Blantyre, Malawi - Muhammad Sidik Mia, Malawi Transport Minister and a trusted political ally of Malawi President Joyce Banda, has resigned from the cabinet and quit his ruling People's Party (PP) position. 'I am a free man, I have reflected on my political future and consulted my family and I have today decided to resign from both the government and the ruling party,' he told PANA in an interview Friday.
However, Presidential Communications Advisor Elias Wakuda Kamanga has downplayed Mia's resignation, saying it will not dent the party.
'Her Excellency, the President Dr. Joyce Banda welcomes news that Minister of Transport and Public Works and People's Party Vice President (Southern Region) Hon. Muhammad Sidik Mia, has resigned from PP,' he said.
Kamanga said the party was not shaken and that the President respects Malawians' freedom of political choice.
'Her Excellency the President is aware that every citizen in Malawi has a democratic right to choose to belong to any political party or association and, equally, to leave any political party or association,' he said.
But analysts say this was a political 'body blow' on President Banda, coming as it does less than five months to crucial elections when Malawi's first female president faces her first test at the polls.
Banda, the then vice president, rose to power following the sudden death of President Bingu wa Mutharika in April 2012.
'Mia's resignation's impact is bound to be significant since he was not only the vice president of the party but also one of its main financiers,' said University of Malawi Associate Law Professor Edge Kanyongolo.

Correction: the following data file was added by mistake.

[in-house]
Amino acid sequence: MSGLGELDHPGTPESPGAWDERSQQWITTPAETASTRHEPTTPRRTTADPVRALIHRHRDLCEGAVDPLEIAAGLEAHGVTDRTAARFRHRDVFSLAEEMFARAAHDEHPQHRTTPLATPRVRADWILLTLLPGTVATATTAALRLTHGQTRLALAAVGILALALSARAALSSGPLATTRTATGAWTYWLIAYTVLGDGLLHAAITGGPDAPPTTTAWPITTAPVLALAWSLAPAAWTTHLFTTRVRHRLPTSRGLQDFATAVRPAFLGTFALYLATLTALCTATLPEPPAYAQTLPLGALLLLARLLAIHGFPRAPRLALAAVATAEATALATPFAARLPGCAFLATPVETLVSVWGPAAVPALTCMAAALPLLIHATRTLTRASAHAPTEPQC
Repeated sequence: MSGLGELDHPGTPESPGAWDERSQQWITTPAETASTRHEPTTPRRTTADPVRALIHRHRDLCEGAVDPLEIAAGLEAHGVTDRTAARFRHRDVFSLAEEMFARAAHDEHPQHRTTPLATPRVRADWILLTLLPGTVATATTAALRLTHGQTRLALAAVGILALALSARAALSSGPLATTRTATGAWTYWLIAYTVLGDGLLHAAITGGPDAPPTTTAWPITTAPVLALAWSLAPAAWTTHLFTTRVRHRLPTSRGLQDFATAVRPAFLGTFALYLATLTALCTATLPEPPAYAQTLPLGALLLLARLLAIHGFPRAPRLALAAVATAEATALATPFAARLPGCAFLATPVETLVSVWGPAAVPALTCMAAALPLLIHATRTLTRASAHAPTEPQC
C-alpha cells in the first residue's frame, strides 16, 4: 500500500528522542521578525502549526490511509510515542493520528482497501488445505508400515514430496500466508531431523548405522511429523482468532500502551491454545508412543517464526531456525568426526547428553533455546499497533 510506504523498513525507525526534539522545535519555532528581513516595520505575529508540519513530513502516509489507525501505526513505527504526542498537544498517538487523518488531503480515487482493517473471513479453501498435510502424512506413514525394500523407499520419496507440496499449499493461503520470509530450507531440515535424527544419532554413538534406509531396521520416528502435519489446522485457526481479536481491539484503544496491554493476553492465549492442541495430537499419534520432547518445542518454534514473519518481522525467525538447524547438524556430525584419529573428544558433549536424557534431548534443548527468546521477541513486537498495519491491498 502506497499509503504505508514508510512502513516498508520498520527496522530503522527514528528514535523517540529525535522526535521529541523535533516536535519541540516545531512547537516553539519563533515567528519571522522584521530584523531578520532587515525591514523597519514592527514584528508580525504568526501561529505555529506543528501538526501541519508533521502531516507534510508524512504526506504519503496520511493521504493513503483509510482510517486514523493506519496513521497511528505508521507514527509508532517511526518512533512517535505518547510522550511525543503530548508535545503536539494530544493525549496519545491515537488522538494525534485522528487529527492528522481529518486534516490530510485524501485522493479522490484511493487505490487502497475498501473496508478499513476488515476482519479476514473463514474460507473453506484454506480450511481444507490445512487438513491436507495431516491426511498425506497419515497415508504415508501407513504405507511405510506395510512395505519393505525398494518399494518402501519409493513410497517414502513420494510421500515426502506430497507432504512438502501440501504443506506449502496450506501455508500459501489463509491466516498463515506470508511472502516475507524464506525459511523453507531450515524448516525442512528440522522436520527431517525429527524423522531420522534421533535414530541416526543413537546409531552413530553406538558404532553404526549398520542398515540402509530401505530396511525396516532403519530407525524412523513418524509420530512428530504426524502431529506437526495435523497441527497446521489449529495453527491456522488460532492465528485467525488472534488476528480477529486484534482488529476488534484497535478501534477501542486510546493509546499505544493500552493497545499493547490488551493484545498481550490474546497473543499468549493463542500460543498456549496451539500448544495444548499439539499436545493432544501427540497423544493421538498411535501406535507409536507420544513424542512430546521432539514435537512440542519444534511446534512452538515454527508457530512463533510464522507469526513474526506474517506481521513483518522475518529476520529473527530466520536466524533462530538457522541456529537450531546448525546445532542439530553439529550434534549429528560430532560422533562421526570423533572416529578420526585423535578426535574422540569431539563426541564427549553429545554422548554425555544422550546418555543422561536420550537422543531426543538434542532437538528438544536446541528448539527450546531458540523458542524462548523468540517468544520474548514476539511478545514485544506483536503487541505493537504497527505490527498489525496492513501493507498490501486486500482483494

He said the party must not downplay Mia's resignation. He was, however, quick to state that it was too early to extrapolate that this reflects badly on President Banda's people management skills.
'Until one gets the real reasons why these people are resigning one wouldn't jump to conclusions,' he said.
Mia's resignation comes fast on the heels of the resignation of yet another PP Vice President (Central Region) Cassim Chilumpha.
Unconfirmed reports say Mia is heading for the main opposition Malawi Congress Party (MCP) where he is tipped to be running mate to the oldest party in the land's presidential hopeful, the Rev. Dr. Lazarus Chakwera.
In August last year, MCP elected the cleric-turned-politician as its president and presidential candidate for the 20 May elections. The coming in of the former Assemblies of God president has re-energised the MCP's central region stronghold.
But Chakwera needs a strong running mate from the populous southern region to make a significant showing at the national polls. Mia, a political heavyweight from the Lower Shire Valley, just might be the man.
But Mia, an astute businessman and cattle rancher, was coy when asked whether he was heading to the MCP.
'Nobody has offered me the position of running mate yet,' he said. 'I'll rest and reflect my political future now and will make my position known.'
He nonetheless said he was still in active politics and would fight to retain his Chikhwawa Nkombezi parliamentary seat. He would not be drawn to say whether he would contest as an independent or not.